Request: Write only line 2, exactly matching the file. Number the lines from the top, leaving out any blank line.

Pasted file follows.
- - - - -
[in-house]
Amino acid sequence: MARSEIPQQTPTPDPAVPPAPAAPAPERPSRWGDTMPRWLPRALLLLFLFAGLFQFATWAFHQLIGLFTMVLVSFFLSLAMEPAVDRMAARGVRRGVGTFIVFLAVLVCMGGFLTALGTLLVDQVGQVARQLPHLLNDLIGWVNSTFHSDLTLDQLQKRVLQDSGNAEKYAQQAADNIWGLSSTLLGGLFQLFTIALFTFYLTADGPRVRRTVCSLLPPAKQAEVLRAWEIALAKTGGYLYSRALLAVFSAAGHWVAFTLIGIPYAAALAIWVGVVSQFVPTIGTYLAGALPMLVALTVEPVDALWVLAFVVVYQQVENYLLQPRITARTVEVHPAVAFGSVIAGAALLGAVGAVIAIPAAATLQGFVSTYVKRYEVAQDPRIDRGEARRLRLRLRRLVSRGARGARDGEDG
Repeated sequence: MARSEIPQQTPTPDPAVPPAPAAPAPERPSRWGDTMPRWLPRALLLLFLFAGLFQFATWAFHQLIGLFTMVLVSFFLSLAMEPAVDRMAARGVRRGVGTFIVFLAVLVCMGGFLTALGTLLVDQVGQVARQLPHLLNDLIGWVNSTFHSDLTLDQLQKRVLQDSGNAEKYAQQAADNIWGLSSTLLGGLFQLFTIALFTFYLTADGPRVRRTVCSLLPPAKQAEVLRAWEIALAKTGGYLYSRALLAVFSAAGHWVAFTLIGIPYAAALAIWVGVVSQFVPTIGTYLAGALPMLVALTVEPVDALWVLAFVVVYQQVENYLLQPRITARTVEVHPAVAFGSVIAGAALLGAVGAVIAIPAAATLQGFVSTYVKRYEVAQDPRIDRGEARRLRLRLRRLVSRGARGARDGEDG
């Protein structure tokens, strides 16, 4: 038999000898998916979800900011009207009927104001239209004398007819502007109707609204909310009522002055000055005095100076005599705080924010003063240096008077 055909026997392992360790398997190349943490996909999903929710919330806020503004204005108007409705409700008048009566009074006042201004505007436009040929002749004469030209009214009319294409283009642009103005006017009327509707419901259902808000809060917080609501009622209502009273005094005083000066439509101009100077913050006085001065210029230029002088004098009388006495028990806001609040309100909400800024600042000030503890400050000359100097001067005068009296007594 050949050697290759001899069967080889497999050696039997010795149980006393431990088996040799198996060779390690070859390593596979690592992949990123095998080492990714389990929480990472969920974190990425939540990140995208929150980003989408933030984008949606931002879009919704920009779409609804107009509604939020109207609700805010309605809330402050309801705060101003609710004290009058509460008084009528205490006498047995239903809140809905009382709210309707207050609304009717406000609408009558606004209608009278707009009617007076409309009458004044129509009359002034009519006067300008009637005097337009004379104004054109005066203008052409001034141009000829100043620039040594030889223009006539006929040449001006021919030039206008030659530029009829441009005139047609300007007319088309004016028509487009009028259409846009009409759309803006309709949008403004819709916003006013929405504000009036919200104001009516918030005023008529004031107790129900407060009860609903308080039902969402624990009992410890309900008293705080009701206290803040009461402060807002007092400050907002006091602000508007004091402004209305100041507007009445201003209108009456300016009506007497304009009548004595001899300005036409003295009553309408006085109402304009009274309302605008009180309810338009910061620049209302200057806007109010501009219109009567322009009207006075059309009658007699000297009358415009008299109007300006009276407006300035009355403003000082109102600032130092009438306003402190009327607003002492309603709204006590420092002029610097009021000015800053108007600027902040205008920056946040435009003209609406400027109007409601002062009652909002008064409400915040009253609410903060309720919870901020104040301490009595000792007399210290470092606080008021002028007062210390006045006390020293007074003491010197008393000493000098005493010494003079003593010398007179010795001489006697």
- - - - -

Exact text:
Amino acid sequence: MARSEIPQQTPTPDPAVPPAPAAPAPERPSRWGDTMPRWLPRALLLLFLFAGLFQFATWAFHQLIGLFTMVLVSFFLSLAMEPAVDRMAARGVRRGVGTFIVFLAVLVCMGGFLTALGTLLVDQVGQVARQLPHLLNDLIGWVNSTFHSDLTLDQLQKRVLQDSGNAEKYAQQAADNIWGLSSTLLGGLFQLFTIALFTFYLTADGPRVRRTVCSLLPPAKQAEVLRAWEIALAKTGGYLYSRALLAVFSAAGHWVAFTLIGIPYAAALAIWVGVVSQFVPTIGTYLAGALPMLVALTVEPVDALWVLAFVVVYQQVENYLLQPRITARTVEVHPAVAFGSVIAGAALLGAVGAVIAIPAAATLQGFVSTYVKRYEVAQDPRIDRGEARRLRLRLRRLVSRGARGARDGEDG